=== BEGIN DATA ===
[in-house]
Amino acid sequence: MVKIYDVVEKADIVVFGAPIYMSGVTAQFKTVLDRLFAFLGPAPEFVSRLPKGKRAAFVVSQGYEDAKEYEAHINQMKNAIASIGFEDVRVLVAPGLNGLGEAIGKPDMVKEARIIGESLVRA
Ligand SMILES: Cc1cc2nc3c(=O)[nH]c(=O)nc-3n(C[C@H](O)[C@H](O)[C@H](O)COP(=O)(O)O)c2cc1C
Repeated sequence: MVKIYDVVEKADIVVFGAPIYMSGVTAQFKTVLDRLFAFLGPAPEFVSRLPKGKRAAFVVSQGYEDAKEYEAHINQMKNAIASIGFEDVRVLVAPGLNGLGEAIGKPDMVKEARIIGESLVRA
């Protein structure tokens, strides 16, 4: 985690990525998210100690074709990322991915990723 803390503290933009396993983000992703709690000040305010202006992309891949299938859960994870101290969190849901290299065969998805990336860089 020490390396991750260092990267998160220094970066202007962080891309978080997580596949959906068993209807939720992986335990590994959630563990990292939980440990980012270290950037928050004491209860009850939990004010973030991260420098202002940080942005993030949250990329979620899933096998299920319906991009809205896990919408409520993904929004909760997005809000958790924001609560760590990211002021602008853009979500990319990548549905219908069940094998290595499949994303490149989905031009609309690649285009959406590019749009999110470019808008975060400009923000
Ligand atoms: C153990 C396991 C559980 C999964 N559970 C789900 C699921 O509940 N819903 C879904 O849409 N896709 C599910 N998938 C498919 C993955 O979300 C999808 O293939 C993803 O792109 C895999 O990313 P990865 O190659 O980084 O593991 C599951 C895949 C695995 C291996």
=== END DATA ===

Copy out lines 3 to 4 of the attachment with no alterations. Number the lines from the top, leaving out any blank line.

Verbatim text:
Ligand SMILES: Cc1cc2nc3c(=O)[nH]c(=O)nc-3n(C[C@H](O)[C@H](O)[C@H](O)COP(=O)(O)O)c2cc1C
Repeated sequence: MVKIYDVVEKADIVVFGAPIYMSGVTAQFKTVLDRLFAFLGPAPEFVSRLPKGKRAAFVVSQGYEDAKEYEAHINQMKNAIASIGFEDVRVLVAPGLNGLGEAIGKPDMVKEARIIGESLVRA